Figure 5. Comparison of S_{11} parameters of notch filter with and without fractal structure.

Figure 6. Comparison of S_{21} parameters of notch filter with and without fractal structure.

the ratio of higher to lower impedance value of lines should be as high as possible (where Z_{high} and Z_{low} are the higher and lower impedances of the microstrip lines), but limited by the practical values that can be fabricated on a printed circuit board because very thin line is impractical to fabricate. The typical values are Z_{high} = 100 W to 150 W and Z_{low} = 15 W to 25 W. Since a typical low-pass filter consists of alternating series inductors and shunt capacitors in a ladder configuration, we can implement the filter on a printed circuit board by using alternating high and low characteristic impedance section transmission lines. In this design we have selected Z_{low} = 24 Ω and Z_{high} = 100 Ω. For the filter specification given above following calculations are made. For these low and high impedances the width of the microstrip line is determined as 6.35 mm and 0.48 mm respectively. Also for Z_{0} = 50 Ω, the width of the transmission line obtained is w = 1.82 mm. The relationship of inductance and capacitance to the transmission line length at the cut-off frequency wc are:

Figure 7. Fabricated structure of proposed band stop filter.

Figure 8. Comparison of measured and simulated values of S_{11} parameters.

Figure 9. Comparison of measured and simulated values of S_{21} parameters.

(9)

(10)

where and _{ }are the physical lengths. Using the design Equations (9) and (10) and the lumped parameter values obtained above, the lengths of the inductive and capacitive lines are determined as below which have been depicted in Figure 10.

There are stray capacitive and inductive effects produced by high impedance and low impedance lines respectively. By minimizing these effects the circuit size can be made compact [9]. From the Figures 11 and 12 this phenomenon of stray capacitance and inductance can be understand. These effects are minimized by solving the Equations (11) and (12).

Figure 10. Layout of Chebyshev LPF using stepped impedance technique.

Figure 11. Stray capacitance (Cp) in high impedance line.

Figure 12. Stray inductance (Ls) in low impedance line.

(11)

(12)

where Cp and Ls are the stray capacitances and inductances, β is the phase constant, and λ_{g} is the wave length of the respective lines. Minimizing the stray capacitance and inductance effects requires a lengthy calculation since it requires number of mathematical iterations and then the lengths of the resonators are needed to be optimized by using the simulation software.

In the proposed method, to reduce the complexity of the design process fractal structure has been applied to the inductive lines of the stepped impedance structure. It has been investigated that by using first iteration and 1/8th order of Kotch curve, the size of filter reduces by more than 26%. By using the fractal shape there is no need to recalculate the dimensions of high and low impedance lines. Using this method there is no need to go for any consideration of end effect or T-junction effects. The designed low pass filter using fractal lines reduces the length of the overall structure by l_{2} = l_{4}. The proposed structure is shown in Figure 15.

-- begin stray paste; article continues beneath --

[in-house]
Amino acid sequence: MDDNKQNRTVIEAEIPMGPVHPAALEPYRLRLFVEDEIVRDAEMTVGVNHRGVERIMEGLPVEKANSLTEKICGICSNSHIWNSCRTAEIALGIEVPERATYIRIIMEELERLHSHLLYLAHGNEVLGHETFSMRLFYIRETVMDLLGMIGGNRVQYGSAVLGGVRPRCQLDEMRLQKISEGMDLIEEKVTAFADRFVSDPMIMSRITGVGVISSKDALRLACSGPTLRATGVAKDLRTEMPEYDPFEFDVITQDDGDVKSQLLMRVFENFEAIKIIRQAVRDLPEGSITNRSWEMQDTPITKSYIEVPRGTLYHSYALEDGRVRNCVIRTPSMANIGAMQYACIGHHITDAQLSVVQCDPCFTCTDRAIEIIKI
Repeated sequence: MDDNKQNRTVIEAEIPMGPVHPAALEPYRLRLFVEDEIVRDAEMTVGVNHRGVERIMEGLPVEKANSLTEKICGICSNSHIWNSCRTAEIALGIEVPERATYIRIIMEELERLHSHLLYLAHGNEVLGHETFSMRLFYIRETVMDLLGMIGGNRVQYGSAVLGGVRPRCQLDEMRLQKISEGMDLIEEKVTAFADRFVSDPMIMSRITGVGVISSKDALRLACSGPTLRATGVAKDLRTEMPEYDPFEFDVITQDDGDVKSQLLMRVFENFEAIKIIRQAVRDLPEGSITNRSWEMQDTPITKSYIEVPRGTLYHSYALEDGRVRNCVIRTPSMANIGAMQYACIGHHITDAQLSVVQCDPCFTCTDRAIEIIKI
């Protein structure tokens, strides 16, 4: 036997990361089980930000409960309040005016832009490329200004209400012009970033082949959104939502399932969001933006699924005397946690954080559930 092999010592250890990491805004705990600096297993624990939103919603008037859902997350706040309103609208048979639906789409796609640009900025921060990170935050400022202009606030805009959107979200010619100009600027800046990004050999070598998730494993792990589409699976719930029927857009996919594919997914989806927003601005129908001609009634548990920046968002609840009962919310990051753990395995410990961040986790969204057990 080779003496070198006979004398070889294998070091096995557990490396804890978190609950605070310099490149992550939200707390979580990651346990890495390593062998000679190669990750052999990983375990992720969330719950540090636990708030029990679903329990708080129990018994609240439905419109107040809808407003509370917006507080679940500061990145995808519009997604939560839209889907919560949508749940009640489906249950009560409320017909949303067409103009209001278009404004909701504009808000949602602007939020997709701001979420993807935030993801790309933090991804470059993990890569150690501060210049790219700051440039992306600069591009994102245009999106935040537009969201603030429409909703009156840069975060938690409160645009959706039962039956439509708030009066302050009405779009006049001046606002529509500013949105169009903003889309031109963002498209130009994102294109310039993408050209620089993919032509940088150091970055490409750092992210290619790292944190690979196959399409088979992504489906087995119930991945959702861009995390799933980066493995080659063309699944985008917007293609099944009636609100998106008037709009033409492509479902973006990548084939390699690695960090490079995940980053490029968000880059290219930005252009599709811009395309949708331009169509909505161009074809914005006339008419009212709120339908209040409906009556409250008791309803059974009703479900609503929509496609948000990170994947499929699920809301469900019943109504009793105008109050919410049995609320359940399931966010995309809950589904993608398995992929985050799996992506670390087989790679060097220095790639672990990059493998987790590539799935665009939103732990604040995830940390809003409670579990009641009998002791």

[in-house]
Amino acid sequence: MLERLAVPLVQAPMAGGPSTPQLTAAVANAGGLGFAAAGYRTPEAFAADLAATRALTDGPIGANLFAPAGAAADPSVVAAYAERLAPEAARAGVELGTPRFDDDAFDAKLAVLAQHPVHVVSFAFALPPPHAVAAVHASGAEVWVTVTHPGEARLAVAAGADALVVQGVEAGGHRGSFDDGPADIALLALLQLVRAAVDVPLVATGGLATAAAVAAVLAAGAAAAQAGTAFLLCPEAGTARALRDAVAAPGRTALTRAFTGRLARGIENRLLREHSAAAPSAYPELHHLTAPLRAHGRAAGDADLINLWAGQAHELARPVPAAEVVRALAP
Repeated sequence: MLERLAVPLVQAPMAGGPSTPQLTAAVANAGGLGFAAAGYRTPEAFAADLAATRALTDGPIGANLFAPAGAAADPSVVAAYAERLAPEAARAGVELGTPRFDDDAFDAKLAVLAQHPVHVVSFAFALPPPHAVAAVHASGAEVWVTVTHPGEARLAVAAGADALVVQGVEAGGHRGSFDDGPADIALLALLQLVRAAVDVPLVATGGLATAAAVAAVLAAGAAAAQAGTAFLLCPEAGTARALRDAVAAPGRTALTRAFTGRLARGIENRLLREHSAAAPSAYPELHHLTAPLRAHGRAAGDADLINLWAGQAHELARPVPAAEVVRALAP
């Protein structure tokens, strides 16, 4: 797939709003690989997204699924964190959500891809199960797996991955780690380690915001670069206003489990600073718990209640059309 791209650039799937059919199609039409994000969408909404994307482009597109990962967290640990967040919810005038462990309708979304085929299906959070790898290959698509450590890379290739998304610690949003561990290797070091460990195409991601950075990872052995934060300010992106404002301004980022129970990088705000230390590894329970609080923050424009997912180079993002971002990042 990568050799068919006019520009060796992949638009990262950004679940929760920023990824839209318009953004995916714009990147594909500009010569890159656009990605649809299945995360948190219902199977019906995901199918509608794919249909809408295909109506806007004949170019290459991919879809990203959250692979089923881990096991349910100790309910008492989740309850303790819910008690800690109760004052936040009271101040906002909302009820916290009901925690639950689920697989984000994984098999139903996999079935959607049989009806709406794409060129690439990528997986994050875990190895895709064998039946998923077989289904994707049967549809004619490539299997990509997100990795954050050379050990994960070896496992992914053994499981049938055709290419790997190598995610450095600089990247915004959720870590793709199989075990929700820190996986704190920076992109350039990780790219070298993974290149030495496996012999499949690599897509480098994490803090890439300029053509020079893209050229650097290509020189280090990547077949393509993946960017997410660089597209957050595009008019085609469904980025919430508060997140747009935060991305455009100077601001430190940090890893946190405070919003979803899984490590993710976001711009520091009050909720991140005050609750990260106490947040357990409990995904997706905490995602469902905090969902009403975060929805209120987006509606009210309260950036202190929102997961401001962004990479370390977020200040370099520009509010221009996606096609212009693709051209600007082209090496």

The simulated values of S_{11} and S_{21} of the low pass filter with and without fractal structure are shown in Figures 13 and 14. From these S_{11} and S_{21} parameters it can be clearly observed that there is no considerable deviation between the values with and without fractal structures. Moreover the pass band characteristics using the fractal structure are slightly improved. The fabricated structure of the proposed design is shown in Figure 16. To provide the close comparison between the tested and simulated results the S_{11} and S_{21} parameters are shown in Figures 17 and 18 respectively. From these results it has been observed that there is a good match between simulated and measured values and a slight mismatch is due to the imperfection in fabrication.

5. Conclusion

The proposed method is an effective and efficient size reduction technique with simplicity. This technique of size reduction may be applied on most of the line based microstrip circuits. In the presented work more than 46.5% reduction of the size has been observed without change in the response over the conventional optimized band stop filter. In the case of low pass filter the proposed technique is effective to achieve the compact size with the same response as the conventional low pass filter. The size reduction in the case of low pass filter is more than 26%. This method does not require lengthy calculations or optimization. The proposed technique is

Figure 13. S_{11} parameters of low pass filter with and without fractal structure.

Figure 14. S_{21} parameters of low pass filter with and without fractal structure.

Figure 15. low pass filter with and without fractal structure.

Figure 16. Top view of fabricated structure.

Figure 17. S_{11} parameters of simulated and measured values of the proposed filter.

Figure 18. S_{21} parameters of simulated and measured values of the proposed filter.

verified by comparing the measured results with the simulated results giving good agreement between the two.

Conflicts of Interest

The authors declare no conflicts of interest.